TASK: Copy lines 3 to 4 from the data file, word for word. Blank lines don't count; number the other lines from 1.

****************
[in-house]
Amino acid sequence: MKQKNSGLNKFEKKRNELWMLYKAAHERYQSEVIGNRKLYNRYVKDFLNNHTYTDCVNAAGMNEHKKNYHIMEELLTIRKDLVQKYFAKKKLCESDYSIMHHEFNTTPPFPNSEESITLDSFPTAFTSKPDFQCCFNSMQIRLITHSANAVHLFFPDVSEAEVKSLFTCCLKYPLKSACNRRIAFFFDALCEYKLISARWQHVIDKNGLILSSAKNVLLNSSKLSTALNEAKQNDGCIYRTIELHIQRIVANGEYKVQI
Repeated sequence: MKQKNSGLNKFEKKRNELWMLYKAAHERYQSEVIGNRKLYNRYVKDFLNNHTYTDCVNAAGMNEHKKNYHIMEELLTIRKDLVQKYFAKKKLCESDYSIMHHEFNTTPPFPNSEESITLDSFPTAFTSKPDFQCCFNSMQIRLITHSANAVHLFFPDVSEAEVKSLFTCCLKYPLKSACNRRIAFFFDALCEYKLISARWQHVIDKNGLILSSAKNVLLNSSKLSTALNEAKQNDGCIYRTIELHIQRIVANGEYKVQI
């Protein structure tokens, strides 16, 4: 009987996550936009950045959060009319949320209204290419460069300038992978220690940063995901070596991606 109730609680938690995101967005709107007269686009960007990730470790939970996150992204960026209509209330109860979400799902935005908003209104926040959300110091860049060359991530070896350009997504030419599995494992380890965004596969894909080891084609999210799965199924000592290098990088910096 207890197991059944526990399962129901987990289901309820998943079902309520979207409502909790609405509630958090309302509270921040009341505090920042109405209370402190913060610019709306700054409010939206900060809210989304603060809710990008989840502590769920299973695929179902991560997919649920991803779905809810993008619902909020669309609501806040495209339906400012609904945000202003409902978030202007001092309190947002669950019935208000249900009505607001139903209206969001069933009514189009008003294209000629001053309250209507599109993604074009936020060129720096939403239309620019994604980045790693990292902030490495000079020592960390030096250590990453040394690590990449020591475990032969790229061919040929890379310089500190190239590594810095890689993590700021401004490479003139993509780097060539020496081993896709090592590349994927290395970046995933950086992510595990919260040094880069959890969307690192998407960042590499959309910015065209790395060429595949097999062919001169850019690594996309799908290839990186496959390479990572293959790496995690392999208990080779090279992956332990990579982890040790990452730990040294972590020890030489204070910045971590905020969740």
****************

Repeated sequence: MKQKNSGLNKFEKKRNELWMLYKAAHERYQSEVIGNRKLYNRYVKDFLNNHTYTDCVNAAGMNEHKKNYHIMEELLTIRKDLVQKYFAKKKLCESDYSIMHHEFNTTPPFPNSEESITLDSFPTAFTSKPDFQCCFNSMQIRLITHSANAVHLFFPDVSEAEVKSLFTCCLKYPLKSACNRRIAFFFDALCEYKLISARWQHVIDKNGLILSSAKNVLLNSSKLSTALNEAKQNDGCIYRTIELHIQRIVANGEYKVQI
């Protein structure tokens, strides 16, 4: 009987996550936009950045959060009319949320209204290419460069300038992978220690940063995901070596991606 109730609680938690995101967005709107007269686009960007990730470790939970996150992204960026209509209330109860979400799902935005908003209104926040959300110091860049060359991530070896350009997504030419599995494992380890965004596969894909080891084609999210799965199924000592290098990088910096 207890197991059944526990399962129901987990289901309820998943079902309520979207409502909790609405509630958090309302509270921040009341505090920042109405209370402190913060610019709306700054409010939206900060809210989304603060809710990008989840502590769920299973695929179902991560997919649920991803779905809810993008619902909020669309609501806040495209339906400012609904945000202003409902978030202007001092309190947002669950019935208000249900009505607001139903209206969001069933009514189009008003294209000629001053309250209507599109993604074009936020060129720096939403239309620019994604980045790693990292902030490495000079020592960390030096250590990453040394690590990449020591475990032969790229061919040929890379310089500190190239590594810095890689993590700021401004490479003139993509780097060539020496081993896709090592590349994927290395970046995933950086992510595990919260040094880069959890969307690192998407960042590499959309910015065209790395060429595949097999062919001169850019690594996309799908290839990186496959390479990572293959790496995690392999208990080779090279992956332990990579982890040790990452730990040294972590020890030489204070910045971590905020969740």